By now, most following the Trayvon Martin case know that Judge Debra Nelson denied the defense motion to take the jury to the scene of the shooting.  This is a significant decision, but one that the defense can largely overcome through clever graphics and analogies.  Why would the defense want to take the jury there?  People are poor judges of distance and velocity.

For instance, if I suggested a distance of 440 yards, at least some people would know that’s a quarter mile, but few apart from active runners would know that a reasonably fit adult could run that distance at a moderate pace in about 100 seconds.  A fit teenager in a sprint could easily cover that distance in 20 seconds or so less, and most people know that a standard circular track like those at a high school football stadium is about 440 yards, but few understand that in a straight line, that’s a substantial distance.

Once beyond 200 yards, only expert rifle marksmen can hit a target with anything approaching precision.  Even shorter distances like 100 yards are very difficult for most people to judge with any degree of accuracy.  For the most part, people aren’t required to make uncommon distance and velocity judgements with any degree of regularity.

One of the things I had to teach new police officers when they were traveling fast with lights flashing and siren blaring is to watch out for people at stop signs at cross streets.  People, you see, are used to vehicles on that street–a street they regularly travel–proceeding at or near the posted speed limit.  That velocity/distance equation is their frame of reference.  So they’ll look right at an approaching police car, not see the lights or hear the siren–particularly during the daytime–completely misjudge the velocity, and pull right out in front of the rapidly approaching police car.  My trainees really didn’t believe me, until the first time a citizen did just that, forcing them to brake and maneuver to avoid a collision.  That made believers out of them and taught a vital lesson about human nature.

It’s one thing for the defense to tell the jury that Trayvon Martin had–for example–a 50 second head start on George Zimmerman, and that once he turned the corner and Zimmerman could no longer see him, he only had to travel (again, I’m just using a random number to illustrate the point) 80 yards before he arrived at home, a distance he could have easily covered in that time, particularly considering that after traveling half that distance, he would have been invisible to Zimmerman due to darkness even if Zimmerman knew exactly where to look, and he did not.

At least some of the jurors wouldn’t understand the time and distance equation.  They might think Martin didn’t have enough time to get away, or imagine that Zimmerman was much faster than he was, or to them, 80 yards is more like 150 yards because that’s the distance between their driveway and the nearest cross street, etc.

One way this might be dealt with would be to carry a video camera while running and timing the exact distance, which would easily prove that had Martin chosen to actually go straight home, he could easily have been indoors and have never seen Zimmerman again.  But then again, who knows if Judge Nelson would allow even that?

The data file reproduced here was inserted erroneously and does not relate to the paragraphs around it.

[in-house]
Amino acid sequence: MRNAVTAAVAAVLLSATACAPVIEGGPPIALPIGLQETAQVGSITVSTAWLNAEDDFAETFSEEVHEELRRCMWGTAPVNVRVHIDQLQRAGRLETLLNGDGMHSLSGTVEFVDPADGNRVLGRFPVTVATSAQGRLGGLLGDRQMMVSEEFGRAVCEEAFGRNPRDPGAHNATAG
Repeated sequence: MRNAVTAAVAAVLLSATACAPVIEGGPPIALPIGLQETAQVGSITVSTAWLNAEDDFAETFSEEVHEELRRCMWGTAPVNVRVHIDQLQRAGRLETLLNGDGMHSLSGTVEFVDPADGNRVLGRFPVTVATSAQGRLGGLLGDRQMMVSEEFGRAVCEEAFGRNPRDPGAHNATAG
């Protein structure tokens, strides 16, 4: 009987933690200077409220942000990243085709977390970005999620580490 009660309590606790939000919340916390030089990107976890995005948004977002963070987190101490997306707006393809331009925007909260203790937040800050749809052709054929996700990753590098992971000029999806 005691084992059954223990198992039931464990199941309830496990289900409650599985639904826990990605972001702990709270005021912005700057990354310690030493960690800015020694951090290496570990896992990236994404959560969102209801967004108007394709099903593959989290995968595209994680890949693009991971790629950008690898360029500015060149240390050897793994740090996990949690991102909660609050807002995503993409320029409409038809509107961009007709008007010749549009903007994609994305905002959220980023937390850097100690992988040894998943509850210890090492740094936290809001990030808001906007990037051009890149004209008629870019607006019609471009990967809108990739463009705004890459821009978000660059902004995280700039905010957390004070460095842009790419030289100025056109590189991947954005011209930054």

Overall, the prosecution pretty much got what it wanted, with the exception of no additional gag order on the defense.  This, even for Judge Nelson, likely would have been a step too far as the defense has done nothing outside ethical application of the rules and the law.  There was nothing to gag.

Also learned today (Via NBC News):

(1) The defense can’t mention Martin’s past fights, his school suspensions, his drug use, his text messages and similar matters in its opening statement, though Nelson said that such matters might be allowed on a point by point basis during the trial.  Such matters would be equally easily disallowed at trial.

(2) The amount of marijuana in Martin’s bloodstream might be admissible after Nelson hears expert testimony about it.

(3) O’Mara revealed he has video from Martin’s phone of three fights.  In two, Martin was acting as a referee and in a third, two of his friends “were beating up a homeless guy,” presumably as Martin filmed the assault. A charming practice.  O’Mara also spoke of Martin’s text messages relating to fighting (see Update 29).

UPDATE: 06-02-13 2030 CST:  From the GZ Legal site:

CORRECTION AND APOLOGY REGARDING MISSTATED NATURE OF TRAYVON MARTIN VIDEO

ON 02 JUNE 2013.

During the Tuesday, May 28th hearing, Mr. O’Mara misstated the nature of video from Trayvon Martin’s cell phone which was included in the Defendant’s 3rd Supplemental Discovery. He stated that the video showed “two buddies of his beating up a homeless guy,” when what happened was Trayvon Martin, along with a buddy, was videotaping two homeless guys fighting each other over a bike. Though it was unintentional, it is a particular concern to us because we are and have been committed to disputing misinformation in every aspect of this case, not causing it. For that, Mr. O’Mara apologizes.

(4) There will be no continuance in the trial.  However, as I wrote in Update 29, the appeals court may yet grant O’Mara’s request to depose Benjamin Crump.  If that is granted, it’s hard to imagine how Nelson could refuse to grant a continuance.

(5) Martin tried to purchase pot while in Sanford.

(6) Martin has pictures of a 15-17 year old girl, naked on his phone (O’Mara noted this would likely not be relevant). Apparently her identity is unknown.

(7) The jury will not be sequestered.  This will raise a number of reversible error issues.

Another potentially destructive witness was revealed at the hearing: